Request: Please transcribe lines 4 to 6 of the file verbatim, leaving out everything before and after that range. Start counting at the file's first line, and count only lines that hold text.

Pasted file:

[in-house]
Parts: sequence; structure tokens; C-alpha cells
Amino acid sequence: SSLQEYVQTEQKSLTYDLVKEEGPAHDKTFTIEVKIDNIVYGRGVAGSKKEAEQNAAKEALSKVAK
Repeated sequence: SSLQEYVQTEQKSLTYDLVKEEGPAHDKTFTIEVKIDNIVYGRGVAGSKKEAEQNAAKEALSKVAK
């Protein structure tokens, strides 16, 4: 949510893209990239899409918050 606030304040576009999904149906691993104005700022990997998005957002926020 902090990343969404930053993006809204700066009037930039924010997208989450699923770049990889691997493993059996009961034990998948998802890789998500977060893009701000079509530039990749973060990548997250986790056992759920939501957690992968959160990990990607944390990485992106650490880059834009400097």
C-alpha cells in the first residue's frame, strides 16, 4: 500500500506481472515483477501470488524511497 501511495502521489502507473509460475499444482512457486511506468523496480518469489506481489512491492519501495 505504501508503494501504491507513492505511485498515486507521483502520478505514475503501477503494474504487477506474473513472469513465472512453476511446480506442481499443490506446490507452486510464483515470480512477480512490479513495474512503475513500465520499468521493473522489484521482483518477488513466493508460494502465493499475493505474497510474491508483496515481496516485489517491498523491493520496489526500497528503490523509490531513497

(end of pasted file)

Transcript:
Repeated sequence: SSLQEYVQTEQKSLTYDLVKEEGPAHDKTFTIEVKIDNIVYGRGVAGSKKEAEQNAAKEALSKVAK
């Protein structure tokens, strides 16, 4: 949510893209990239899409918050 606030304040576009999904149906691993104005700022990997998005957002926020 902090990343969404930053993006809204700066009037930039924010997208989450699923770049990889691997493993059996009961034990998948998802890789998500977060893009701000079509530039990749973060990548997250986790056992759920939501957690992968959160990990990607944390990485992106650490880059834009400097």
C-alpha cells in the first residue's frame, strides 16, 4: 500500500506481472515483477501470488524511497 501511495502521489502507473509460475499444482512457486511506468523496480518469489506481489512491492519501495 505504501508503494501504491507513492505511485498515486507521483502520478505514475503501477503494474504487477506474473513472469513465472512453476511446480506442481499443490506446490507452486510464483515470480512477480512490479513495474512503475513500465520499468521493473522489484521482483518477488513466493508460494502465493499475493505474497510474491508483496515481496516485489517491498523491493520496489526500497528503490523509490531513497